Rachel: I thought it was great. The students got to interact with experts in the marketing field and so the pilot was I think given a lot of credibility in that respect because they were getting feedback from people who do this for a living and breathe it in day in and day out and know what’s good and what’s not as far as creating television spots. And I also thought it was really interesting to see how the groups worked through issues and if there was a problem that arose, who kinda brought the team together to figure out how to fix the problem.
Doris: So what are the things your students learned?
They definitely learned that creating a television spot is a messy process. I think that it’s not cut and dry and sometimes the first idea, the first iteration of a television script might not be the one that you should go with to produce a TV spot and that’s okay. And that’s okay. It’s okay not to have a great idea the first time. I think that’s a really important message. Great ideas don’t come about the first time most of the time, you know, and it takes a group of people to really sit around the table and give and take and really try to collaborate together and respect one another’s ideas at the same time.
I also hope that my students learned a little bit about the process of creating a TV spot as well, especially some of the main points, the takeaways that they learned from speaking with the two women in the multicultural marketing firm in Denver as well.
Doris: So if I, you know, if I’m a parent, a Hawken parent and I say, “Hey, but Rachel, you know, you’re this incredible Spanish teacher and you’re teaching at this college prep school and you’re teaching honor’s level Spanish classes etc. Great but I’m not sure I really care that my kid knows how to create a commercial. This was Spanish class.” What did they learn academically in this? Like is this academic to you? Is this school?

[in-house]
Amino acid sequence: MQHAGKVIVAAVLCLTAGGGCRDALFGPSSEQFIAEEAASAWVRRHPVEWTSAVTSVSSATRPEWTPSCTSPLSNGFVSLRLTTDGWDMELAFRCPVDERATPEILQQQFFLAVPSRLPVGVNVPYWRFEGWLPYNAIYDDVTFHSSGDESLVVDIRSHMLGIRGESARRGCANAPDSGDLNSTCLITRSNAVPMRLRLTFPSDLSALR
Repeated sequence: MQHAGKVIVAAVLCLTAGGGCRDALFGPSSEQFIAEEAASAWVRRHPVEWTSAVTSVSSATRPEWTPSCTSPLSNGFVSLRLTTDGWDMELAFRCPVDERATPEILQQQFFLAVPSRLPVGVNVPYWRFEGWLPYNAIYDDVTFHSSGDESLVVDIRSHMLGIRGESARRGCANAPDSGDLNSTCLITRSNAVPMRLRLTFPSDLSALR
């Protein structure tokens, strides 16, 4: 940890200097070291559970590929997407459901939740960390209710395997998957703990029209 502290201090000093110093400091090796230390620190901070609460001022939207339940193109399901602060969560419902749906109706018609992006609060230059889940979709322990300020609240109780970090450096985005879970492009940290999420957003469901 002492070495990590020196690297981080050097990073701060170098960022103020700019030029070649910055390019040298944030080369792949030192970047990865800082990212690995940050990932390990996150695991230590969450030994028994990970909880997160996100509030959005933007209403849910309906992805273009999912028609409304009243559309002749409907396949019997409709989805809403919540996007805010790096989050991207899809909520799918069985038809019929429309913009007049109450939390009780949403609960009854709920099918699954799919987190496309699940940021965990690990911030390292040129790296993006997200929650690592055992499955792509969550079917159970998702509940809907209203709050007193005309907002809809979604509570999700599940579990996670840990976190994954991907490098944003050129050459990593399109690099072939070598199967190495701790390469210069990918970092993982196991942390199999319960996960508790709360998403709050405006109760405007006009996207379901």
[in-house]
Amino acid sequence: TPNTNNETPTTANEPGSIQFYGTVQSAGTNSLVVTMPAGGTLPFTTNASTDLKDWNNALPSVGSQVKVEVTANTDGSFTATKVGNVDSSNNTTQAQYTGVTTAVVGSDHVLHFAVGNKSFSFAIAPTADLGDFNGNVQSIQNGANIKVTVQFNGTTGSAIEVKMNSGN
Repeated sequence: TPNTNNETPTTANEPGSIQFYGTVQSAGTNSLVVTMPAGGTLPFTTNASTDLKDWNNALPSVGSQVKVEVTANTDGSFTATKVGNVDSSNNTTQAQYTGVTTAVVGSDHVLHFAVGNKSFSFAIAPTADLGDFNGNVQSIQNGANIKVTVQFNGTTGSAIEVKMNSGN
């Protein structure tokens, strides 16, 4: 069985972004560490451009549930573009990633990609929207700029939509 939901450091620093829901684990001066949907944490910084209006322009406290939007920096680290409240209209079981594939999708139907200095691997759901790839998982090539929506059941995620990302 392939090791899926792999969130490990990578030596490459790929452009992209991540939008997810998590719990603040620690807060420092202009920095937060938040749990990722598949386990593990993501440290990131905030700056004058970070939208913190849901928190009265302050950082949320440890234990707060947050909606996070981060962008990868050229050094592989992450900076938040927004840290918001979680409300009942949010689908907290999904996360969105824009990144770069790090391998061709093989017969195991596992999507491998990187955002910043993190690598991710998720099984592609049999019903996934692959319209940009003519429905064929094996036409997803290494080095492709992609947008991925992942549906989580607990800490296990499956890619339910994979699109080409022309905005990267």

Rachel: Absolutely, first of all, I think they learned that they can apply…there are careers out there that they can apply their knowledge of the Spanish language and then their knowledge of the Hispanic culture, the different Hispanic cultures to the business field and that what they’re learning is a very specific skill that they can apply to and actually expand their knowledge in other career fields that they might not know have existed. That’s the first thing.
Doris: So it’s relevant.
It’s absolutely relevant and especially how the Spanish…the Hispanic population is growing in the United States. Having the specific skill and the skill set especially of speaking another language and being able to understand, begin to understand different cultures is huge.
Doris: Wow. That’s massive. So were they engaged? Was it…how do you feel about it? How is it different for you and how was it for you as a teacher?
Rachel: So I really enjoyed this project and I hope to do it again in years to come and I really think that giving the students choice is really, really, really important because once you give them choice, I relinquished control of the classroom in a way and because I was able to give up some of this control and give them, give my students choice in what they were going to make a commercial for, that was meaningful and I think that they really enjoyed having say in the process.
Doris: Well, and it…from what I’ve heard about how your pilot went, it sounds like all your students were really, really engaged and that’s all of us as teachers hope for and it’s hard to get.
Rachel: Yes, they were. They were engaged and I think they were able to apply what they…their background knowledge of the language to really use their creativity and teamwork to create something original, which is very special.
Doris: Yeah. So you…I remember very clearly at the workshop that at the beginning you were really struggling with, “I don’t know these methods. How can I apply them in a Spanish class?” And how do you feel about that now?
Rachel: I hope to do it more. And I hope to think of ways to include problems that are real and matter to the students and to use authentic audiences as much as possible in other ways.
Doris: And all these methods that you’ve employed and executed so well. Rachel, I’m very excited and I think your pilot was a phenomenal success and I’m really excited to see what you do in the rest of your courses.
Rachel: And thank you. Thank you for this. Thank you for talking with me.
Doris: Yay. Thanks for talking with me.